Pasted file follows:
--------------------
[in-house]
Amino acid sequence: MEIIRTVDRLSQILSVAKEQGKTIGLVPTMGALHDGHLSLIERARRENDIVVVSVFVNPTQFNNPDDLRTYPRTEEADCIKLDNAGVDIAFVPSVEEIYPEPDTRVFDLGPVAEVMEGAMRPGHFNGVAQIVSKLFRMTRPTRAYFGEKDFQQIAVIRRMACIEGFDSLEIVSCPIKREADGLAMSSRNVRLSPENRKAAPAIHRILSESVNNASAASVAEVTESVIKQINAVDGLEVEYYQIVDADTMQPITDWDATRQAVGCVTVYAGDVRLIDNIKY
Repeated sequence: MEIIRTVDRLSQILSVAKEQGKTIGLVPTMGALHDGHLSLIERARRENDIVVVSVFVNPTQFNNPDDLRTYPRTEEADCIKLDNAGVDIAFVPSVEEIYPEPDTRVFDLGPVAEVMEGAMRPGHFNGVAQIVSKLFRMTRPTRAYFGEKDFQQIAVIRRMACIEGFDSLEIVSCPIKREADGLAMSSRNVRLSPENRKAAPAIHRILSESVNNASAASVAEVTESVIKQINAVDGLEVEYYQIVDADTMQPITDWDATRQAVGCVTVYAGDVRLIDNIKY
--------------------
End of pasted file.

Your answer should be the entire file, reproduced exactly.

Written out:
[in-house]
Amino acid sequence: MEIIRTVDRLSQILSVAKEQGKTIGLVPTMGALHDGHLSLIERARRENDIVVVSVFVNPTQFNNPDDLRTYPRTEEADCIKLDNAGVDIAFVPSVEEIYPEPDTRVFDLGPVAEVMEGAMRPGHFNGVAQIVSKLFRMTRPTRAYFGEKDFQQIAVIRRMACIEGFDSLEIVSCPIKREADGLAMSSRNVRLSPENRKAAPAIHRILSESVNNASAASVAEVTESVIKQINAVDGLEVEYYQIVDADTMQPITDWDATRQAVGCVTVYAGDVRLIDNIKY
Repeated sequence: MEIIRTVDRLSQILSVAKEQGKTIGLVPTMGALHDGHLSLIERARRENDIVVVSVFVNPTQFNNPDDLRTYPRTEEADCIKLDNAGVDIAFVPSVEEIYPEPDTRVFDLGPVAEVMEGAMRPGHFNGVAQIVSKLFRMTRPTRAYFGEKDFQQIAVIRRMACIEGFDSLEIVSCPIKREADGLAMSSRNVRLSPENRKAAPAIHRILSESVNNASAASVAEVTESVIKQINAVDGLEVEYYQIVDADTMQPITDWDATRQAVGCVTVYAGDVRLIDNIKY